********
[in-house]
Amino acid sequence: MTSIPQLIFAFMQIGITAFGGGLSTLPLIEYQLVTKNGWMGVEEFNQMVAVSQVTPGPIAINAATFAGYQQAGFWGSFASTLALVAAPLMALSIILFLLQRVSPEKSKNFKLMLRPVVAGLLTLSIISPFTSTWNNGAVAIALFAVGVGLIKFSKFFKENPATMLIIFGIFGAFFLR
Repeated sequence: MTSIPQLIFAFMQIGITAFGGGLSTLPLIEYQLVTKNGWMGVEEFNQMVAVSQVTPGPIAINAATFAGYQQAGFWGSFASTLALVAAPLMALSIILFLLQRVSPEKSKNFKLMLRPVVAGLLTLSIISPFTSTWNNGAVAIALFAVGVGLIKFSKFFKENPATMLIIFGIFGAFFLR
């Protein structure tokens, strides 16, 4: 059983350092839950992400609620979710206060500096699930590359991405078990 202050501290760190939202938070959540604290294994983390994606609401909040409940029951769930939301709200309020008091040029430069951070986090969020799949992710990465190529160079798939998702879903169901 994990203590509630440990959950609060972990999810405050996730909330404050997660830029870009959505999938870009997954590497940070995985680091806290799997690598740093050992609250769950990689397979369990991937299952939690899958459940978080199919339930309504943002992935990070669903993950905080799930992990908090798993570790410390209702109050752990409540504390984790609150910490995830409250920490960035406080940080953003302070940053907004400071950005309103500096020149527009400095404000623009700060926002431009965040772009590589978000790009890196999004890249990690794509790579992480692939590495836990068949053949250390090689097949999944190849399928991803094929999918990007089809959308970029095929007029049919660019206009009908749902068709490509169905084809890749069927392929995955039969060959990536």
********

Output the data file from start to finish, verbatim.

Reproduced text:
[in-house]
Amino acid sequence: MTSIPQLIFAFMQIGITAFGGGLSTLPLIEYQLVTKNGWMGVEEFNQMVAVSQVTPGPIAINAATFAGYQQAGFWGSFASTLALVAAPLMALSIILFLLQRVSPEKSKNFKLMLRPVVAGLLTLSIISPFTSTWNNGAVAIALFAVGVGLIKFSKFFKENPATMLIIFGIFGAFFLR
Repeated sequence: MTSIPQLIFAFMQIGITAFGGGLSTLPLIEYQLVTKNGWMGVEEFNQMVAVSQVTPGPIAINAATFAGYQQAGFWGSFASTLALVAAPLMALSIILFLLQRVSPEKSKNFKLMLRPVVAGLLTLSIISPFTSTWNNGAVAIALFAVGVGLIKFSKFFKENPATMLIIFGIFGAFFLR
């Protein structure tokens, strides 16, 4: 059983350092839950992400609620979710206060500096699930590359991405078990 202050501290760190939202938070959540604290294994983390994606609401909040409940029951769930939301709200309020008091040029430069951070986090969020799949992710990465190529160079798939998702879903169901 994990203590509630440990959950609060972990999810405050996730909330404050997660830029870009959505999938870009997954590497940070995985680091806290799997690598740093050992609250769950990689397979369990991937299952939690899958459940978080199919339930309504943002992935990070669903993950905080799930992990908090798993570790410390209702109050752990409540504390984790609150910490995830409250920490960035406080940080953003302070940053907004400071950005309103500096020149527009400095404000623009700060926002431009965040772009590589978000790009890196999004890249990690794509790579992480692939590495836990068949053949250390090689097949999944190849399928991803094929999918990007089809959308970029095929007029049919660019206009009908749902068709490509169905084809890749069927392929995955039969060959990536």